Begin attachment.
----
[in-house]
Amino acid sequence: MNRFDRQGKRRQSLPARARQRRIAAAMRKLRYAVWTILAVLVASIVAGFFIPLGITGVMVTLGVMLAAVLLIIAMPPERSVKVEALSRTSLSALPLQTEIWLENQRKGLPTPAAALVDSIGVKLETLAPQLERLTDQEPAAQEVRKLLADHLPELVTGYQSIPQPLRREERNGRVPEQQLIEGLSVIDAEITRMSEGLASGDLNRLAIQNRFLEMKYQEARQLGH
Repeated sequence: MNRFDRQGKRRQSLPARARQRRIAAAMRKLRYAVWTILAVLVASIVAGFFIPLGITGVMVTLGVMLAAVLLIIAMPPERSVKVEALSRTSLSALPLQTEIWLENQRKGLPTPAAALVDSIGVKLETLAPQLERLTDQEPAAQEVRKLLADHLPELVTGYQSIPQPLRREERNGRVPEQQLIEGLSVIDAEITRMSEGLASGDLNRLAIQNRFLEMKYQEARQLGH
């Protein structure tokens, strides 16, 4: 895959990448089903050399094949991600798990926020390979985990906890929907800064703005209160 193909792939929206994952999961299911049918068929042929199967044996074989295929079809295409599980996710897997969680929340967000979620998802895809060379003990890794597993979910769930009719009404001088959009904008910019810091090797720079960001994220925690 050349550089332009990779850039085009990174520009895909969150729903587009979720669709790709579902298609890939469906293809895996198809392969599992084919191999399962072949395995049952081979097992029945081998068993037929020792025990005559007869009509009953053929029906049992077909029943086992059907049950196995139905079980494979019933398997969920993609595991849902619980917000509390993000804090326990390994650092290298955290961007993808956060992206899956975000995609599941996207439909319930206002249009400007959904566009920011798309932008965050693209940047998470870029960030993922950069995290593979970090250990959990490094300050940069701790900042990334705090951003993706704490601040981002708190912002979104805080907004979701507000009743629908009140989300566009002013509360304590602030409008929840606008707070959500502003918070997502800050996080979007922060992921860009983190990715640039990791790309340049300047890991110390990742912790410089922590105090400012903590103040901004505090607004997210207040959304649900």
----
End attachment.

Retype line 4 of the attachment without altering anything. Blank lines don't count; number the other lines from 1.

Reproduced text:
């Protein structure tokens, strides 16, 4: 895959990448089903050399094949991600798990926020390979985990906890929907800064703005209160 193909792939929206994952999961299911049918068929042929199967044996074989295929079809295409599980996710897997969680929340967000979620998802895809060379003990890794597993979910769930009719009404001088959009904008910019810091090797720079960001994220925690 050349550089332009990779850039085009990174520009895909969150729903587009979720669709790709579902298609890939469906293809895996198809392969599992084919191999399962072949395995049952081979097992029945081998068993037929020792025990005559007869009509009953053929029906049992077909029943086992059907049950196995139905079980494979019933398997969920993609595991849902619980917000509390993000804090326990390994650092290298955290961007993808956060992206899956975000995609599941996207439909319930206002249009400007959904566009920011798309932008965050693209940047998470870029960030993922950069995290593979970090250990959990490094300050940069701790900042990334705090951003993706704490601040981002708190912002979104805080907004979701507000009743629908009140989300566009002013509360304590602030409008929840606008707070959500502003918070997502800050996080979007922060992921860009983190990715640039990791790309340049300047890991110390990742912790410089922590105090400012903590103040901004505090607004997210207040959304649900």